A prolonged drought in Kenya has killed livestock, withered crops and left nearly 4 million people at risk of hunger. People living in the Northern and Rift Valley regions have been especially hard hit.
The majority of Kenyans depend on agriculture for their livelihoods and survival. However, the high cost of inputs and fuel coupled with consecutive seasons of erratic rainfall have driven down annual maize production, making it difficult for the country to replenish its cereal stocks.
The failure of the 2009 “long rains” was especially disastrous, with widespread crop loss reported in several parts of the country.
El Niño rains towards the end of the year – and subsequent flooding – could make the situation worse, destroying crops and damaging infrastructure and livelihoods.
Outbreaks of animal diseases, the increased frequency of drought and competition over scarce water resources and grazing lands have left pastoralists living in semi-arid and arid regions even more vulnerable.
Post-election violence and high food prices
Riots broke out in various parts of the country following the results of the 2007 election, forcing hundreds of thousands of people from their homes. Many of the displaced were farming families from the Rift Valley, the country’s grain basket. The country’s food deficit rose as many farmers were unable to plant in 2008.
Food and fuel prices are still high in Kenya, making it difficult for poor urban and rural communities to access the food they need. In June 2009, the price of maize, the country’s most important staple, was nearly double of what it was two years earlier.
European Union Food Facility
Strengthening the ability of small-scale farmers and pastoralists to cope with climate-related shocks is crucial to making Kenya more food secure.
In June 2009, FAO launched a two-year project to help the government of Kenya enhance livestock production in an effort to ease the burden of high food prices on vulnerable communities.
Funds from the European Union worth nearly € 4 million are being used to restore and improve the production capacity of livestock producers and to increase the availability of livestock products in the market.
The project is supporting small-scale dairy producers in high potential areas in western Kenya and livestock producers in the semi-arid and arid regions of northern Kenya.
FAO will provide drought-tolerant grass seeds to irrigated fodder production sites in Mandera, Garissa, and Turkana districts.
The project is promoting community involvement in the management of seed bulking and seed multiplication through the expansion of the Pastoral Field School (PFS) approach. Local entrepreneurs are being encouraged to participate in fodder production and seed bulking to help ensure sustained access to fodder seeds.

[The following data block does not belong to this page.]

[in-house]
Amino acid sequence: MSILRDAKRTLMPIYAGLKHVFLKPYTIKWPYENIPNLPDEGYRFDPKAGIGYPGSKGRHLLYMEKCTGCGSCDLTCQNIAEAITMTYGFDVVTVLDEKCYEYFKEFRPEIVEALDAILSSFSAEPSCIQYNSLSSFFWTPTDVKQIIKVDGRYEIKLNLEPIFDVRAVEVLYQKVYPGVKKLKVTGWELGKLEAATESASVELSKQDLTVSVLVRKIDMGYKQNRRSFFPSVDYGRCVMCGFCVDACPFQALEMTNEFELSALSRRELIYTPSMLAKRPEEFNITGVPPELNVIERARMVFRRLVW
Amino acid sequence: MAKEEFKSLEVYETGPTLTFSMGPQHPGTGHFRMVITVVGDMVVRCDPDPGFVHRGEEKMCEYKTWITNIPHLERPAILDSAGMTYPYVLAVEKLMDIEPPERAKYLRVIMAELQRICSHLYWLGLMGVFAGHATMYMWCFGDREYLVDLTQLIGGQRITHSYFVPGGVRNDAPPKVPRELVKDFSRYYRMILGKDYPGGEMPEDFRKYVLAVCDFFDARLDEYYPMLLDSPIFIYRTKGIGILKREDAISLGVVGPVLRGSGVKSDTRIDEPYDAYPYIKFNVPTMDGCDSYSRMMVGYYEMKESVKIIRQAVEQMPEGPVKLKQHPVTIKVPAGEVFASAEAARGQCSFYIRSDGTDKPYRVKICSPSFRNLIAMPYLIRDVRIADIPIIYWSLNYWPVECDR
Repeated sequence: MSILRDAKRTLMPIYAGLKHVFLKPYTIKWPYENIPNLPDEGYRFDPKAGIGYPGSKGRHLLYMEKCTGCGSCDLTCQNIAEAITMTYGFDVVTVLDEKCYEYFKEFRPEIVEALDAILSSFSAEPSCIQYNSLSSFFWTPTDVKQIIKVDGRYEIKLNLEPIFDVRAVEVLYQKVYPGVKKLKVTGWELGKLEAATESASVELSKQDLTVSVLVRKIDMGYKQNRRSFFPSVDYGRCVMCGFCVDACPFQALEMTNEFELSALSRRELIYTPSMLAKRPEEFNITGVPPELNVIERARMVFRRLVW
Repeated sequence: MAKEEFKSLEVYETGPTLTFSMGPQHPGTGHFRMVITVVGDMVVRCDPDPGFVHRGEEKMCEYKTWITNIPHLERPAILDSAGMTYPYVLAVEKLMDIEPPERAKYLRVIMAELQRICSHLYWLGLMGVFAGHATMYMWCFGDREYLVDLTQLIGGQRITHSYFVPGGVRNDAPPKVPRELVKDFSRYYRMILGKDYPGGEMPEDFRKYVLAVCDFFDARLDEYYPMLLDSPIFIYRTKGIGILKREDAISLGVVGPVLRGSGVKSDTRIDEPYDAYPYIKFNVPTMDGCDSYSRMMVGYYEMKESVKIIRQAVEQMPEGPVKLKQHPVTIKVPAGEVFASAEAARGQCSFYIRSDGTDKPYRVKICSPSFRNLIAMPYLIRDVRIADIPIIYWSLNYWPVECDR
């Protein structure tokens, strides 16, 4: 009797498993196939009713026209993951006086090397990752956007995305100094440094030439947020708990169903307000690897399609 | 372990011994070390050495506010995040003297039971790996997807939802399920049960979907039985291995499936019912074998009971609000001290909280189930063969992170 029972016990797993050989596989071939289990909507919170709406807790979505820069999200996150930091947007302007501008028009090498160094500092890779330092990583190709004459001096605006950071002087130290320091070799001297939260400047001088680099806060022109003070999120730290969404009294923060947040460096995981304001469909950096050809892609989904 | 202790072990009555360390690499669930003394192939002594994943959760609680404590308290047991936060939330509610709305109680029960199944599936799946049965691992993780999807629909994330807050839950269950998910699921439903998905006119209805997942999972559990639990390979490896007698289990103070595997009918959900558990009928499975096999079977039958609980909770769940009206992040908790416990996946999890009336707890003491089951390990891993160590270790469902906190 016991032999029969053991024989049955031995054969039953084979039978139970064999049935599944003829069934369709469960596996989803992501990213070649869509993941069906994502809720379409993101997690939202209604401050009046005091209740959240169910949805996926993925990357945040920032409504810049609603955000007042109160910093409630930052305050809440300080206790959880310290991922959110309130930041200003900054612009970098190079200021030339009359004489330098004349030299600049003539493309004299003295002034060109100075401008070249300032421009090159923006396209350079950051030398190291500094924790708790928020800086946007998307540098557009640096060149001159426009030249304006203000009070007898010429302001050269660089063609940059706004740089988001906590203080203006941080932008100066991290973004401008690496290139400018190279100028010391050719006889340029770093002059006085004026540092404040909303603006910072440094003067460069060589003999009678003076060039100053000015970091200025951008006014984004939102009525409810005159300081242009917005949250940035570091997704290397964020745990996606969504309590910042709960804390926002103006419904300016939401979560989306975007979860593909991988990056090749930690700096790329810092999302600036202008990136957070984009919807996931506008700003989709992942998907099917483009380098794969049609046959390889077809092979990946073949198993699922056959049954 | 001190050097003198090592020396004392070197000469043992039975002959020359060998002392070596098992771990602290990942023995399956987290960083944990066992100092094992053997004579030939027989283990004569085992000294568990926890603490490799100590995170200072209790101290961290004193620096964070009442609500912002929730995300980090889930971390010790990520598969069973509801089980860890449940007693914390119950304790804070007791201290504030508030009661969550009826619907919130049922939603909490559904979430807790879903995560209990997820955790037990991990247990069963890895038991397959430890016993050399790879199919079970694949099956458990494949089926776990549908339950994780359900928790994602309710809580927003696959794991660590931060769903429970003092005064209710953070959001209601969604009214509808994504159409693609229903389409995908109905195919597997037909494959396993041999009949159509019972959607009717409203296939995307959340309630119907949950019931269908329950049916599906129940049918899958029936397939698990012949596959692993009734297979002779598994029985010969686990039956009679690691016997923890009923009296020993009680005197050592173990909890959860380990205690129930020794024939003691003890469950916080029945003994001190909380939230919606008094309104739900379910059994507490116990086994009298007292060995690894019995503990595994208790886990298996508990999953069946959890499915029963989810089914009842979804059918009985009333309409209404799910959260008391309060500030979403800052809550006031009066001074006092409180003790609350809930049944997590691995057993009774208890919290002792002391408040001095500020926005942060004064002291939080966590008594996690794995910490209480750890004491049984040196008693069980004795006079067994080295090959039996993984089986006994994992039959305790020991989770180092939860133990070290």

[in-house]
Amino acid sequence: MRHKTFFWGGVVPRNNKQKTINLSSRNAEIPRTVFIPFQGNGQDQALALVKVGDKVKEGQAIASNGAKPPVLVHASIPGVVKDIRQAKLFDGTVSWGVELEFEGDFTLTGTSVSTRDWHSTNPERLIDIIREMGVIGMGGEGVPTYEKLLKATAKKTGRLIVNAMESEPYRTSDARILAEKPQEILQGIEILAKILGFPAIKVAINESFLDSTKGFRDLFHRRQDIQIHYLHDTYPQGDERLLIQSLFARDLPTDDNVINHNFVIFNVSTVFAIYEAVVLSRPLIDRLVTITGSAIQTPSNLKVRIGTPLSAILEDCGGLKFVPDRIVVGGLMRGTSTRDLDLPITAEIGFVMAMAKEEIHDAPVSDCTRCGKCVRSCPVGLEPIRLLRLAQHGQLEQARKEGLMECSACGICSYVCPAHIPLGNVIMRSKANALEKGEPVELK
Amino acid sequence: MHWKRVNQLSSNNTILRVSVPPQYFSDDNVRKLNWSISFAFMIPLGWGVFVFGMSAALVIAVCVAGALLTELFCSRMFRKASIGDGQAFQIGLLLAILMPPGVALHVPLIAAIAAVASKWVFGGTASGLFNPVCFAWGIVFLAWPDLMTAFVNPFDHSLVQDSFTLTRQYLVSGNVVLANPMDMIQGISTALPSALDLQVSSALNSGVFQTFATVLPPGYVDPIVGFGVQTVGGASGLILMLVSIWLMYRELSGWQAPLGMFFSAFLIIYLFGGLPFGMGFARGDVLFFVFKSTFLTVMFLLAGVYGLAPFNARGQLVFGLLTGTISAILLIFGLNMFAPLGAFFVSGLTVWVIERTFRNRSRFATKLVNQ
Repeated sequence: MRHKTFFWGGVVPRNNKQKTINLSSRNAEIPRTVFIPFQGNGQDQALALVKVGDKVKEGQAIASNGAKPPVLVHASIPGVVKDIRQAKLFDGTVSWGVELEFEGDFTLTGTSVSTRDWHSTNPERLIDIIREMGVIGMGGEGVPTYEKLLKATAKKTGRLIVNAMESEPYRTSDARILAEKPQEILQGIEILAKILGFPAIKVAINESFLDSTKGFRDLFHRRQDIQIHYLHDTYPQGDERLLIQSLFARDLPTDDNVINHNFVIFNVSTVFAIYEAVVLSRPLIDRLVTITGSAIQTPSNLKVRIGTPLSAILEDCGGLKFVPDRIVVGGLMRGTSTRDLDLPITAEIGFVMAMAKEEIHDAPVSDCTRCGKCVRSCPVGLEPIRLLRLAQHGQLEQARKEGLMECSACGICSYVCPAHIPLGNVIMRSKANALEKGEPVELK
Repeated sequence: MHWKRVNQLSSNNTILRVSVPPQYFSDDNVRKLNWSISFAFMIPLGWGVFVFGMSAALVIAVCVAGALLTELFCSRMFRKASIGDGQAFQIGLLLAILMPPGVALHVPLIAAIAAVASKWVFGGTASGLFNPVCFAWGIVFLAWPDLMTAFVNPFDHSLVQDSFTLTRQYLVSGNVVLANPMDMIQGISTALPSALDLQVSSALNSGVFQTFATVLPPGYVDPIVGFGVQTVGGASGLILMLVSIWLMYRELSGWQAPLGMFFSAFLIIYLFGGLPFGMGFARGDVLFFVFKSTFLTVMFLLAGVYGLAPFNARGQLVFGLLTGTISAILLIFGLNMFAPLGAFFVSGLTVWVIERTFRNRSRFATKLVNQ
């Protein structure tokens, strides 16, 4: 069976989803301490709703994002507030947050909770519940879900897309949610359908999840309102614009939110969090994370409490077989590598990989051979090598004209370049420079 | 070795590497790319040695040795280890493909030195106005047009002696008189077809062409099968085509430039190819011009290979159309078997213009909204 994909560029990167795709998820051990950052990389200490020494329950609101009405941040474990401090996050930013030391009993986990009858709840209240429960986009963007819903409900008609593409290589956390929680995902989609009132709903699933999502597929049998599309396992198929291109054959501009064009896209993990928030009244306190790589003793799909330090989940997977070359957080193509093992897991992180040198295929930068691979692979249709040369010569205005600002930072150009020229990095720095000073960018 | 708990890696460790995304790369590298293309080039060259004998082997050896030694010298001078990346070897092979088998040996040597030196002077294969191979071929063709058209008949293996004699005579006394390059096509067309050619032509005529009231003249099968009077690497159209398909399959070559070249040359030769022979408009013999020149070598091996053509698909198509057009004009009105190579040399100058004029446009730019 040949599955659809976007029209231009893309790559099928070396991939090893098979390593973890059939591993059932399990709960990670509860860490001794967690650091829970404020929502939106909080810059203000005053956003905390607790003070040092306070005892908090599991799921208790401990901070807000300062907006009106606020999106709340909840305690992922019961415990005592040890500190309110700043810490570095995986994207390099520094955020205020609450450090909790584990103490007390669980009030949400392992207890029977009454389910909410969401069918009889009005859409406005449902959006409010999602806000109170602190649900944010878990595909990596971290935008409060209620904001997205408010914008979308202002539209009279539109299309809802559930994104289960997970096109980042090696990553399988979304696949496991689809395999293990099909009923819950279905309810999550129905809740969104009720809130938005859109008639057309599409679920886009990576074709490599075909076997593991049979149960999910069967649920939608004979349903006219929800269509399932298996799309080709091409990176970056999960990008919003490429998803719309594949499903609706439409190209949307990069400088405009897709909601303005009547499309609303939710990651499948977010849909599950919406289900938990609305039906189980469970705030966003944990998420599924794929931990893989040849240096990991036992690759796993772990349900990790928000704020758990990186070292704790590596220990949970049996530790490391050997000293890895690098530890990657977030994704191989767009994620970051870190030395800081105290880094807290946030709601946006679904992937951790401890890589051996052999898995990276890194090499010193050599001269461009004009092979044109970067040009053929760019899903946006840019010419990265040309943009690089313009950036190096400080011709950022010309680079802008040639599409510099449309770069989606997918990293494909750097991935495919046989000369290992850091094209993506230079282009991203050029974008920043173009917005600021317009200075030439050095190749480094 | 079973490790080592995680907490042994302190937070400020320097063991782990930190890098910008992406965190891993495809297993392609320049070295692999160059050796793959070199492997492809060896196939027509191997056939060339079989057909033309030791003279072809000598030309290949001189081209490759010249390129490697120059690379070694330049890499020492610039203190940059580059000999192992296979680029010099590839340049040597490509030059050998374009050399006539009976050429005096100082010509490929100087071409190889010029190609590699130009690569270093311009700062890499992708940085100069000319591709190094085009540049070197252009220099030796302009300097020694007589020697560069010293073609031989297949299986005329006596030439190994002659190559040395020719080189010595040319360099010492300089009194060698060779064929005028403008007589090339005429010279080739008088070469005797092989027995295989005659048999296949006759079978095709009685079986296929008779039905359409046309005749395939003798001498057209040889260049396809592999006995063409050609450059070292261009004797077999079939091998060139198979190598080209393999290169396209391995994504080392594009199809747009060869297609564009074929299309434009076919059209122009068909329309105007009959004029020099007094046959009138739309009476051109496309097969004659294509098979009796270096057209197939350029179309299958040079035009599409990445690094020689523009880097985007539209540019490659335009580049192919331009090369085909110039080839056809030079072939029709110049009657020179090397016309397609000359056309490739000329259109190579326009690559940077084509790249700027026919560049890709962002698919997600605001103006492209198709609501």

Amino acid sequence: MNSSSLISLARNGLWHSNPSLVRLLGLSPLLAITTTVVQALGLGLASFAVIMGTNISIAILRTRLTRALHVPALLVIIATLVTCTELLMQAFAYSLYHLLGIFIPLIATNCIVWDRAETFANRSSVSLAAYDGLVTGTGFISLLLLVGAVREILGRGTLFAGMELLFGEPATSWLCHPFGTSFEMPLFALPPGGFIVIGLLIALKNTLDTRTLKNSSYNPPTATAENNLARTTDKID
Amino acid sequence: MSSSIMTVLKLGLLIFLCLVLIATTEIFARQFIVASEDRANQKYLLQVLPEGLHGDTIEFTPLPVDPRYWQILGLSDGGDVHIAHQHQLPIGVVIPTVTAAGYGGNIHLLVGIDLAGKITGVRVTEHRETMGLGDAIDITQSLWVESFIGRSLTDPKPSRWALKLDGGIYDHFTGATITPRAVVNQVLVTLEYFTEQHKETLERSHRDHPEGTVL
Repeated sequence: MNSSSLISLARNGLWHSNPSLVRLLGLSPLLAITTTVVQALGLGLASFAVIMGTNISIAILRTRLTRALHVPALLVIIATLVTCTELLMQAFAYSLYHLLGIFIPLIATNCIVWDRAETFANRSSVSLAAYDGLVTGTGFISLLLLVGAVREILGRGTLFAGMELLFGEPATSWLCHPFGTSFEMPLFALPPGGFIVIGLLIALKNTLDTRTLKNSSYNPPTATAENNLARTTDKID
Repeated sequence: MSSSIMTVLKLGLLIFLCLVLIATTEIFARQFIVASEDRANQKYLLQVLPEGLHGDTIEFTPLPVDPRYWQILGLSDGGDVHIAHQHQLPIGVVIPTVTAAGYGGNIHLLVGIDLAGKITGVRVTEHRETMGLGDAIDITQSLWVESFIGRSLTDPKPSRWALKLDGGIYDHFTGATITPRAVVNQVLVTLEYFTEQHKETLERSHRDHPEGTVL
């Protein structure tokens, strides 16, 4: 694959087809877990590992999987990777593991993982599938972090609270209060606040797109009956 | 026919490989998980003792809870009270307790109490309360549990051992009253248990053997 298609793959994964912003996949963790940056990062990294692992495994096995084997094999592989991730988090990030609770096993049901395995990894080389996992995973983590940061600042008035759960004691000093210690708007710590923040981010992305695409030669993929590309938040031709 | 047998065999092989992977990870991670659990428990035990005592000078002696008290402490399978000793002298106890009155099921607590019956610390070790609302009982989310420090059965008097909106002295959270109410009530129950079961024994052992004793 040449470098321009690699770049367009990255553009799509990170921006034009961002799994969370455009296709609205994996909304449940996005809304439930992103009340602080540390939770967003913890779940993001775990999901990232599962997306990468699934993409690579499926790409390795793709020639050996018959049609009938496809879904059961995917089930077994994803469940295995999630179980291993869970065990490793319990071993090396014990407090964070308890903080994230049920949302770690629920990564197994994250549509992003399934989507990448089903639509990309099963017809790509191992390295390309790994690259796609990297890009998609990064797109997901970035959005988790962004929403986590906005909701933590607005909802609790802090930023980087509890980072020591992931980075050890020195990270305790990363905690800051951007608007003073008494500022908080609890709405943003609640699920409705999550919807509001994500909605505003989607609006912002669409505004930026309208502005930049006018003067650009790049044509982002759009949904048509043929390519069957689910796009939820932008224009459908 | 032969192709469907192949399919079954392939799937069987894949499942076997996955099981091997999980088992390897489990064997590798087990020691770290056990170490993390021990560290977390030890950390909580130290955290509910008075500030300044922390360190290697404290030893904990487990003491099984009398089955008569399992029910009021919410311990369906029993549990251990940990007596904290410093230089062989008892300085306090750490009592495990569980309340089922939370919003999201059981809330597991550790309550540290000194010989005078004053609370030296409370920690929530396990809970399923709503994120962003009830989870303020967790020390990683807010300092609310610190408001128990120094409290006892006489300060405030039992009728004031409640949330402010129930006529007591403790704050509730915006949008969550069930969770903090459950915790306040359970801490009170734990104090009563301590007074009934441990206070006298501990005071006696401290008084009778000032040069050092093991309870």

Improving livestock marketing infrastructure, including holding grounds and water points, and livestock marketing information systems are also part of the project. Producers will be trained in the use of new information and communication technology equipment.
Small-scale dairy producers will receive support in vaccinating and treating livestock for such diseases as foot-and-mouth and contagious bovine pleuropneumonia.
They will also be trained on animal health, with a focus on milk-related diseases, and on the use of feed formulation and alternative feed crops. Assessments of and trainings on dairy marketing information and best practices in dairy hygiene are to be carried out.
Since 2008, FAO has supported a number of projects to help the Kenyan government reduce the combined effects of high food prices, drought, animal disease and post-election violence on vulnerable households.
FAO launched a Technical Cooperation Programme (TCP) project worth USD 500 000 in July 2008 to provide agricultural inputs and livestock vaccines. A portion of the funds was used to jumpstart rice farming in the Ahero Irrigation Scheme in the Nyanza province in western Kenya in September 2008. Working closely with the National Irrigation Board (NIB), the Ministry of Agriculture, Agriculture Finance Cooperation and a local NGO, FAO distributed high quality rice seeds, fertilizers and pesticides to around 540 vulnerable rice farmers. Production per acre nearly tripled over previous years’ harvests, helping to boost local incomes and the economy.
FAO Kenya’s overall emergency operations portfolio from 2008 and 2009 is over USD 15.3 million, including: USD 3.1 million from the Central Emergency Response Fund (CERF) to ease the burden of high food prices; USD 791 000 from ECHO within the regional drought preparedness programme; €1.5 million from the European Development Fund in response to post-election violence; €1 million from Spain in response to drought and soaring food prices; and funding from other donors.
Funds have been used to provide quality inputs – seeds, fertilizers, tools and pesticides – to farmers in an effort to boost their production. Attention has also been given to improving small-scale irrigation systems and water access, boosting livestock production through access to enhanced livestock feed and disease control and strengthening the resilience of drought-affected pastoralists in arid and semi-arid areas.